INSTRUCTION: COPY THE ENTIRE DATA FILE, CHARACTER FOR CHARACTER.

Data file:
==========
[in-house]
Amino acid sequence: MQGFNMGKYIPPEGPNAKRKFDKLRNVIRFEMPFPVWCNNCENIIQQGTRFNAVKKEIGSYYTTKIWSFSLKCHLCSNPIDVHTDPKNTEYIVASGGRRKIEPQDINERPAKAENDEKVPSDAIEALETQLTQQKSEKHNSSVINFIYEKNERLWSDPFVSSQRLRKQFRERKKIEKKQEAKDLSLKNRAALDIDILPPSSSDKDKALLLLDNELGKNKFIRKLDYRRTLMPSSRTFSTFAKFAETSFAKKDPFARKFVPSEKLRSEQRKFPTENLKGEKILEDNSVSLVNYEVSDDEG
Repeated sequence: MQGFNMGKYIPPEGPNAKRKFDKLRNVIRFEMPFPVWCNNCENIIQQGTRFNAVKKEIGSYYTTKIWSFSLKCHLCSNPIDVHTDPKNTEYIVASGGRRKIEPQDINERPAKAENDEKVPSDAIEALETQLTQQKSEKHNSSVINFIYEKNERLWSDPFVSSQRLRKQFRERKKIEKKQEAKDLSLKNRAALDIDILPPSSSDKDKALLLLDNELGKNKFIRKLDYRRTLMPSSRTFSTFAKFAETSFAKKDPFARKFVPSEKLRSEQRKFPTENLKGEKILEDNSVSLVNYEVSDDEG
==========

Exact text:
[in-house]
Amino acid sequence: MQGFNMGKYIPPEGPNAKRKFDKLRNVIRFEMPFPVWCNNCENIIQQGTRFNAVKKEIGSYYTTKIWSFSLKCHLCSNPIDVHTDPKNTEYIVASGGRRKIEPQDINERPAKAENDEKVPSDAIEALETQLTQQKSEKHNSSVINFIYEKNERLWSDPFVSSQRLRKQFRERKKIEKKQEAKDLSLKNRAALDIDILPPSSSDKDKALLLLDNELGKNKFIRKLDYRRTLMPSSRTFSTFAKFAETSFAKKDPFARKFVPSEKLRSEQRKFPTENLKGEKILEDNSVSLVNYEVSDDEG
Repeated sequence: MQGFNMGKYIPPEGPNAKRKFDKLRNVIRFEMPFPVWCNNCENIIQQGTRFNAVKKEIGSYYTTKIWSFSLKCHLCSNPIDVHTDPKNTEYIVASGGRRKIEPQDINERPAKAENDEKVPSDAIEALETQLTQQKSEKHNSSVINFIYEKNERLWSDPFVSSQRLRKQFRERKKIEKKQEAKDLSLKNRAALDIDILPPSSSDKDKALLLLDNELGKNKFIRKLDYRRTLMPSSRTFSTFAKFAETSFAKKDPFARKFVPSEKLRSEQRKFPTENLKGEKILEDNSVSLVNYEVSDDEG